US Secretary of Defense, Leon Panetta was well informed and engaging. The meeting David Shearer and I had with him was scheduled for 15 minutes on Saturday morning. It went for three times that long.
Fresh from the Otara market collecting signatures for the petition against state asset sales, I had changed into a suit expecting a relatively formal meeting.
He turned up wearing jeans and a casual shirt.
The meeting was an open and substantive one, involving a discussion ranging from Afghanistan, Syria, Libya, Asia and the Pacific to the US Presidential election.
Panetta has a long and distinguished career including Director of the Office for Civil Rights, 16 years in Congress, Chair of the House Committee on the Budget, Clinton’s White House Chief of Staff and Director of the CIA before assuming his current position.
In the first visit in 30 years by a US Secretary of Defense, he took a significant step towards removing the last remnants of US sanctions imposed on New Zealand for declaring itself nuclear free under the Lange Labour Government.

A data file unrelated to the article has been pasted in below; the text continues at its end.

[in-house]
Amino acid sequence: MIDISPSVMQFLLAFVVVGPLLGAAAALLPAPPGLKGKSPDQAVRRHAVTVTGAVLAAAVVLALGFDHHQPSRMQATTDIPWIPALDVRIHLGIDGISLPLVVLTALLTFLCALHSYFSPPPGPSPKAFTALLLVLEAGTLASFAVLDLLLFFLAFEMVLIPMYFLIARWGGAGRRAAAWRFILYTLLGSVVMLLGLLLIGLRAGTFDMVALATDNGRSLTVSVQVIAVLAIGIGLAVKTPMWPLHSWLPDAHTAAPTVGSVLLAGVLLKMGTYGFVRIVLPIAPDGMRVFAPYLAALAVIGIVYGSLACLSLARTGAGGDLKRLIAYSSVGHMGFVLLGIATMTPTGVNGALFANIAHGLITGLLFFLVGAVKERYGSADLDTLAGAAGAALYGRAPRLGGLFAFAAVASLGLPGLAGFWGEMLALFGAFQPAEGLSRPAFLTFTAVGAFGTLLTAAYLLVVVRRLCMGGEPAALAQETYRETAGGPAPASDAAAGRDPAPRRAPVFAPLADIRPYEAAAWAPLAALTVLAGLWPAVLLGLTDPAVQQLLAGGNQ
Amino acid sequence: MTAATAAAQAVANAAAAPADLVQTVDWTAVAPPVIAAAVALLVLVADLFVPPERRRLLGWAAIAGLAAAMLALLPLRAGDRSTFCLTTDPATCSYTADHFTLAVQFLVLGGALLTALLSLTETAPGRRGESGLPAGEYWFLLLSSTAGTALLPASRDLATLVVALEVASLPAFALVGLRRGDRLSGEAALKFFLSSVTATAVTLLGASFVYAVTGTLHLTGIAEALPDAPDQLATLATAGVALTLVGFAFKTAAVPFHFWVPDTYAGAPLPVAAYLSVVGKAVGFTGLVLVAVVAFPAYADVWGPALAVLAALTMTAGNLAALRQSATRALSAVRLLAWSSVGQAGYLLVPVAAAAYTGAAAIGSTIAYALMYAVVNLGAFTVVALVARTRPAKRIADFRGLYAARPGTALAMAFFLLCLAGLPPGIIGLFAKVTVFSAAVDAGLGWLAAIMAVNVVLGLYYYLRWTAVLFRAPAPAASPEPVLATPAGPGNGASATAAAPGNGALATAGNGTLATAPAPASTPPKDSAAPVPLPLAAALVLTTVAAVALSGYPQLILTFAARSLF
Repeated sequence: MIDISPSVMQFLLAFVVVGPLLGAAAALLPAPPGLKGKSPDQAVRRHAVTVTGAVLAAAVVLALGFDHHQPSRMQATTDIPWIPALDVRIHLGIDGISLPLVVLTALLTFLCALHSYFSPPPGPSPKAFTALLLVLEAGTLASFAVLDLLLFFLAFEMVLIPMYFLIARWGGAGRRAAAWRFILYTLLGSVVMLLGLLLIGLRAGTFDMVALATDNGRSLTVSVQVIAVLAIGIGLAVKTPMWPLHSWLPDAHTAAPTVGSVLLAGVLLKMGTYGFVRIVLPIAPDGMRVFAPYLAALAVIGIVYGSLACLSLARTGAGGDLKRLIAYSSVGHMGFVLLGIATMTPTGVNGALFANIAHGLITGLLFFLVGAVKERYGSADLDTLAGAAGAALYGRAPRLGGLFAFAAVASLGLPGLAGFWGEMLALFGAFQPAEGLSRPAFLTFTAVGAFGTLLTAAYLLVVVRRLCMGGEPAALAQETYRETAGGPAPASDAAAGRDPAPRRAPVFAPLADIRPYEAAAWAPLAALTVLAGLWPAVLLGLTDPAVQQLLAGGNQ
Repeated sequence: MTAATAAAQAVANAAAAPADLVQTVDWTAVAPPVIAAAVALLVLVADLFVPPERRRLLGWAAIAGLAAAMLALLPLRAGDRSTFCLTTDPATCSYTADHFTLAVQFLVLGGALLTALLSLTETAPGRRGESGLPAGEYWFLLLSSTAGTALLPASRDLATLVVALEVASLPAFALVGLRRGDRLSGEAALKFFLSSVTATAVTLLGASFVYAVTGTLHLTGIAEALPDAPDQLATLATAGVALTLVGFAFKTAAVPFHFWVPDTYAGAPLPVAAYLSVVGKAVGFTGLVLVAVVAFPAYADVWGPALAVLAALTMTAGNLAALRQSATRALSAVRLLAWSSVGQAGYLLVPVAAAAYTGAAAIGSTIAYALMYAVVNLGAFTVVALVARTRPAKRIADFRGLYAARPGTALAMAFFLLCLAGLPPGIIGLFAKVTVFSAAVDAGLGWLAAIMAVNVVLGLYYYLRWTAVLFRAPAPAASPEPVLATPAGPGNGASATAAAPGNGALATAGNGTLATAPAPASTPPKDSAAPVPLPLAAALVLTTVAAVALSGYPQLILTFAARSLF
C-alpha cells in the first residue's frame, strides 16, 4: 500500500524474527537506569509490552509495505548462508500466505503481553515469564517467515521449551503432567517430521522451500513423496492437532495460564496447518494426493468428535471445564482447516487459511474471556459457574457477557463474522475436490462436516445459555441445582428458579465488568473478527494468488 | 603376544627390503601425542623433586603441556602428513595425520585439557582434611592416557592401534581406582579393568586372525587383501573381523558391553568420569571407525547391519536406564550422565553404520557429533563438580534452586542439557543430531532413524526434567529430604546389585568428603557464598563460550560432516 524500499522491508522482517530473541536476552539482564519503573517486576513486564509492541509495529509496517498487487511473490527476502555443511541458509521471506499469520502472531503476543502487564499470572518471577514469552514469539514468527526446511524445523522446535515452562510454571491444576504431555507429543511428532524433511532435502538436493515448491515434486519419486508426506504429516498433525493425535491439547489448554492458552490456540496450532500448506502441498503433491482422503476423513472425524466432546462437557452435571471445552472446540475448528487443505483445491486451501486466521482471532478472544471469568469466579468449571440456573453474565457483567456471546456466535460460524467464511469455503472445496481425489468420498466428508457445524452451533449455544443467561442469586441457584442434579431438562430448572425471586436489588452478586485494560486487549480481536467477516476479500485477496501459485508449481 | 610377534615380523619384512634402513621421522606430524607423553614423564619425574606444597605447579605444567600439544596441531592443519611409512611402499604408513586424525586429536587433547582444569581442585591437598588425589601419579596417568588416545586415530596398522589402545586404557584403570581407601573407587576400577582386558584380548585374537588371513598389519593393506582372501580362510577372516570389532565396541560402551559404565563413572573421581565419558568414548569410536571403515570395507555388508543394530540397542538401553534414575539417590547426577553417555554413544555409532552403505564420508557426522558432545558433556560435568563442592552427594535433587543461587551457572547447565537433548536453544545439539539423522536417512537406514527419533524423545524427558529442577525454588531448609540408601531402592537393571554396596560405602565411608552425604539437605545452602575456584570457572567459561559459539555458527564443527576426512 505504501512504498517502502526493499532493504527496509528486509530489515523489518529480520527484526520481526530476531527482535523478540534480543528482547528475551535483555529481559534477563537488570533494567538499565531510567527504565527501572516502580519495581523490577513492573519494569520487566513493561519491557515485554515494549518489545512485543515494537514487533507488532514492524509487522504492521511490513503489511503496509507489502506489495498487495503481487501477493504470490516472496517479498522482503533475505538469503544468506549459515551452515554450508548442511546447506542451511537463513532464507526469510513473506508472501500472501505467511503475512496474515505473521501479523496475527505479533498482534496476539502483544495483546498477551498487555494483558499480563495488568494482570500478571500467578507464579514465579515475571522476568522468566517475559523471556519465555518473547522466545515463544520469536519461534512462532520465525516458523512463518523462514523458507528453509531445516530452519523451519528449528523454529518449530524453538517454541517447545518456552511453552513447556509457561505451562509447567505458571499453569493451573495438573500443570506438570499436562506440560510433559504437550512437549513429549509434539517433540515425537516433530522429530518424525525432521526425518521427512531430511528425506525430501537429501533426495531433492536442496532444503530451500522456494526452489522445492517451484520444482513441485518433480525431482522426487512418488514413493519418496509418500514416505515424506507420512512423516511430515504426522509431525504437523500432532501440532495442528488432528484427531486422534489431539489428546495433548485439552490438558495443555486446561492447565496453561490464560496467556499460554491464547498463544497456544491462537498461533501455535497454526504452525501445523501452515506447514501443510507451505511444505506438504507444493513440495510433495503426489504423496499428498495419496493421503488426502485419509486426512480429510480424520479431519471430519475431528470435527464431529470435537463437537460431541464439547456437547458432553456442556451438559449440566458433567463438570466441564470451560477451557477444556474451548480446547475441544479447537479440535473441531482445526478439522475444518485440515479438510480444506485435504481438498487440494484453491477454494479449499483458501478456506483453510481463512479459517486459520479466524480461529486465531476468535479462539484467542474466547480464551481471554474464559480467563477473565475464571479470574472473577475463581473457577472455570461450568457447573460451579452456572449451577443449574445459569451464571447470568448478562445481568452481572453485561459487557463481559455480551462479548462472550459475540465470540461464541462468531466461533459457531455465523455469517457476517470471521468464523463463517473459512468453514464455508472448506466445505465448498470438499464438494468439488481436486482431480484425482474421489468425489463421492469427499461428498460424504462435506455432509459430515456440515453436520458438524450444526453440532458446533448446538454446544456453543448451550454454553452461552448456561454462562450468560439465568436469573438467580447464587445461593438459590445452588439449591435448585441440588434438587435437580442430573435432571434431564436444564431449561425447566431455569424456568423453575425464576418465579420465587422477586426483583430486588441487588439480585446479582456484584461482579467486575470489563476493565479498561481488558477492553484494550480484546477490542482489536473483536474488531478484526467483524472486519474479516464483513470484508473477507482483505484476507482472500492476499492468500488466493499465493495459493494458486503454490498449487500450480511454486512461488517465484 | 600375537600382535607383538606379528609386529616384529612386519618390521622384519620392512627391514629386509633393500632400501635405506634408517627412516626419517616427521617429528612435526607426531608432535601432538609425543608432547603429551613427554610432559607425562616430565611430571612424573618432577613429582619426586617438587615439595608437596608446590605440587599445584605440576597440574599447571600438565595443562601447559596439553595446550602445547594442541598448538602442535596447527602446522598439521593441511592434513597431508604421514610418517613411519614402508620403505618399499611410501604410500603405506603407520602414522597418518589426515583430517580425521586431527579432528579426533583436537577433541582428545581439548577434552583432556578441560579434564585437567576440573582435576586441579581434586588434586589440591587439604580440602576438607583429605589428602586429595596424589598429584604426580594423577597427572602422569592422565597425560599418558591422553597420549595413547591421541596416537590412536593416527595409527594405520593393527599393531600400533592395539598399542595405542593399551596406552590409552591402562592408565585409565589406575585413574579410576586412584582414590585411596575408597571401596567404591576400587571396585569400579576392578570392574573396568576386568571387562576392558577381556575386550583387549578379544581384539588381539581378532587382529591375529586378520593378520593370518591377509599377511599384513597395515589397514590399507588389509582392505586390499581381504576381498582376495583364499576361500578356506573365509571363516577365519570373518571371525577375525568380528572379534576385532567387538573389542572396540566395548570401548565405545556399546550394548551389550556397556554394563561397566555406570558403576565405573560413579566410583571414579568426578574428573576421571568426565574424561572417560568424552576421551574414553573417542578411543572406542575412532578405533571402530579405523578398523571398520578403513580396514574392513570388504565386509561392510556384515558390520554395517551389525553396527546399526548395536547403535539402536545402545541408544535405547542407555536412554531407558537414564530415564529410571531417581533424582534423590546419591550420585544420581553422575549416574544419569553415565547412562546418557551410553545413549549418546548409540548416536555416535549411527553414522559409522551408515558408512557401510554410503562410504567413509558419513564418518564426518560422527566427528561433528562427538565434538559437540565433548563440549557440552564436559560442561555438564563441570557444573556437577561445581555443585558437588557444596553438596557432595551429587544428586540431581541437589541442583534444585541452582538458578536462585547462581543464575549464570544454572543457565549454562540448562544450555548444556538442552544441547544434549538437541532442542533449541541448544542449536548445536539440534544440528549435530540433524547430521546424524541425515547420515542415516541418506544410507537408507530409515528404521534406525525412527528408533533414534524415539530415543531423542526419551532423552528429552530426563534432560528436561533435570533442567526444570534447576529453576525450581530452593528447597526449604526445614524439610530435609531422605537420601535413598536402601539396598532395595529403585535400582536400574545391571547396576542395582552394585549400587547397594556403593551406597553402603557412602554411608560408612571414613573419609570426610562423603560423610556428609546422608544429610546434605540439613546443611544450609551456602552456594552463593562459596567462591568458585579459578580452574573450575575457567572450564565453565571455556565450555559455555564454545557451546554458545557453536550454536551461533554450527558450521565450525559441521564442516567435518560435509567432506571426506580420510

Building on progress over the last decade, it was a welcome further move. A strong and warm relationship with the US makes sense given its influence in the world and shared commitments on values like democracy and human rights.
But from my and Labour’s perspective, it does not place us on a path to resume alliance commitments, or nuclear ship visits.
New Zealand has moved on from there. Labour’s strong belief in speaking with an independent voice based on our values and interests has become part of the mainstream New Zealand belief system.
That’s why even though it might prefer to do so, National won’t openly signal a move back to alliances and nuclear ship visits.
As a small country, New Zealand gains respect and influence not by echoing anyone else’s voice but by taking considered and principled stands on international issues.
Nuclear ship visits, return to ANZUS or permanent stationing of US troops here would not be compatible with New Zealand’s desire to be seen as having an independent voice.